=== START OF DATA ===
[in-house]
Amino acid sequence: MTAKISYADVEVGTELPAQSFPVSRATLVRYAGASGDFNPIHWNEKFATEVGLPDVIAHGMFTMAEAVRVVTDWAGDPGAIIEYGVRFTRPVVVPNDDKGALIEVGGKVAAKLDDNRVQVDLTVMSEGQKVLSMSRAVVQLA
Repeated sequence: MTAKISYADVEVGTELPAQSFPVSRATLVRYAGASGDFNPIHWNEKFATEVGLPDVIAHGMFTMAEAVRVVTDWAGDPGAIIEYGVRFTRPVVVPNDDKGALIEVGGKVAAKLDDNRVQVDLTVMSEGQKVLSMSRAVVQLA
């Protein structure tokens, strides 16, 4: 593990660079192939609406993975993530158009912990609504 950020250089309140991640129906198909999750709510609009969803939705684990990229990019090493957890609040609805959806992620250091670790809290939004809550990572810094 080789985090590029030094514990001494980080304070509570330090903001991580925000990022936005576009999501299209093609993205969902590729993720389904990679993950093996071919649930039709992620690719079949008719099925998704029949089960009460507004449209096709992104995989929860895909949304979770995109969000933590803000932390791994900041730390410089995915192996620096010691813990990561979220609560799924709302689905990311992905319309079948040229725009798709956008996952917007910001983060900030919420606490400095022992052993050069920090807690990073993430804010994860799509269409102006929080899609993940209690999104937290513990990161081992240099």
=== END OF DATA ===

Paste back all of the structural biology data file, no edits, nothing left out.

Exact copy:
[in-house]
Amino acid sequence: MTAKISYADVEVGTELPAQSFPVSRATLVRYAGASGDFNPIHWNEKFATEVGLPDVIAHGMFTMAEAVRVVTDWAGDPGAIIEYGVRFTRPVVVPNDDKGALIEVGGKVAAKLDDNRVQVDLTVMSEGQKVLSMSRAVVQLA
Repeated sequence: MTAKISYADVEVGTELPAQSFPVSRATLVRYAGASGDFNPIHWNEKFATEVGLPDVIAHGMFTMAEAVRVVTDWAGDPGAIIEYGVRFTRPVVVPNDDKGALIEVGGKVAAKLDDNRVQVDLTVMSEGQKVLSMSRAVVQLA
């Protein structure tokens, strides 16, 4: 593990660079192939609406993975993530158009912990609504 950020250089309140991640129906198909999750709510609009969803939705684990990229990019090493957890609040609805959806992620250091670790809290939004809550990572810094 080789985090590029030094514990001494980080304070509570330090903001991580925000990022936005576009999501299209093609993205969902590729993720389904990679993950093996071919649930039709992620690719079949008719099925998704029949089960009460507004449209096709992104995989929860895909949304979770995109969000933590803000932390791994900041730390410089995915192996620096010691813990990561979220609560799924709302689905990311992905319309079948040229725009798709956008996952917007910001983060900030919420606490400095022992052993050069920090807690990073993430804010994860799509269409102006929080899609993940209690999104937290513990990161081992240099």